I’m Guardian of the Pipmuakan forest in the Nitassinan territory of Quebec, Canada. I act as the eyes and ears of my people, the Innu, so that we can protect the caribou (atik in the Innu language). The caribou, or reindeer (Rangifer tarandus), is sacred to the Innu. For centuries, it provided us with food, clothes and tools.
In my work, I combine ancestral knowledge with new technologies. The knowledge includes how to assess the ice thickness and snow depth, and how to identify the freshness of animal tracks. Drones, satellite images and GPS are among the new technologies I use.
I travel across the Pipmuakan area at least four days a week on either my quad bike or snowmobile, looking for caribou tracks and other signs of herds and their predators. I also set traps for wolves.
Caribou are very sensitive, so I always avoid getting close to them. When I see new caribou tracks, I use the drone to identify their location and confirm the number of animals in the herd, whether they are male, female or both, and if there are new calves. The drone also allows me to spot herds behind dense thickets without scaring them.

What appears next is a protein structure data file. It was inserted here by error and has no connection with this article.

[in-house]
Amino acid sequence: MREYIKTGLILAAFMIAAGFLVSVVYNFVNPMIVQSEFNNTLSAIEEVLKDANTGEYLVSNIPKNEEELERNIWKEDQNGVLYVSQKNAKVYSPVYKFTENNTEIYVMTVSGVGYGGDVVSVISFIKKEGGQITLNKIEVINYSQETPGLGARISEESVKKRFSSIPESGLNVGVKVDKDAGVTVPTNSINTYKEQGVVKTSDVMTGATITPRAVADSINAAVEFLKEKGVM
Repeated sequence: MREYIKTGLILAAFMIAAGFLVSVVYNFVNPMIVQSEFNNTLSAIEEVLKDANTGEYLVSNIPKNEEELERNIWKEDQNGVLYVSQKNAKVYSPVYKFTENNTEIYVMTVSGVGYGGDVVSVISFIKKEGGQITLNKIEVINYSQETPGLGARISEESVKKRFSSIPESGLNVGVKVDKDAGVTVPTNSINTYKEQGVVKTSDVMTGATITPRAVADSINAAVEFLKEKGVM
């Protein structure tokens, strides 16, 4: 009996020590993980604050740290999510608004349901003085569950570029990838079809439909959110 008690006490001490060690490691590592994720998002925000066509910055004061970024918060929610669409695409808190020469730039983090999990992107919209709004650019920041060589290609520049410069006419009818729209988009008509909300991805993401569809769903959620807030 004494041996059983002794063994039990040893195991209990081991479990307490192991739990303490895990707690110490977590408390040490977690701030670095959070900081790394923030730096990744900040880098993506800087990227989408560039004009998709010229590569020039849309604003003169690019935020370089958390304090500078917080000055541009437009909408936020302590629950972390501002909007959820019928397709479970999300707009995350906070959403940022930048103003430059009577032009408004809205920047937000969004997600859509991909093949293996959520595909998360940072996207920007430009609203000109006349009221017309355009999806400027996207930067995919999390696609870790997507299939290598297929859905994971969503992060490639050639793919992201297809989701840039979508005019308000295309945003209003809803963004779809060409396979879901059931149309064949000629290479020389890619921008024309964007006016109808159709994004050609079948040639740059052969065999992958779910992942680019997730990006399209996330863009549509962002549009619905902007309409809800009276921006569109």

Logging is the main threat to this forest and to the caribou. In winter, caribou eat lichen from trees. But logging destroys the lichen, and allows wolves — the caribou’s main predator — to see their prey from afar.
In this picture from the third quarter of last year, I was crossing Kakuskanus lake in a pontoon boat to reach a remote area of the forest. My grandparents drowned in this lake when their canoe overturned. For 36 years, I couldn’t visit this place. I was mourning.
But in 2017 I felt an urge to protect the land and came back. A century ago, there were thousands of caribou here. Now there are fewer than 200. Without the caribou, the Innu wouldn’t have survived in this forest. Now it’s time for us to help the caribou. I want my grandchildren and the following generations to experience the richness of this forest.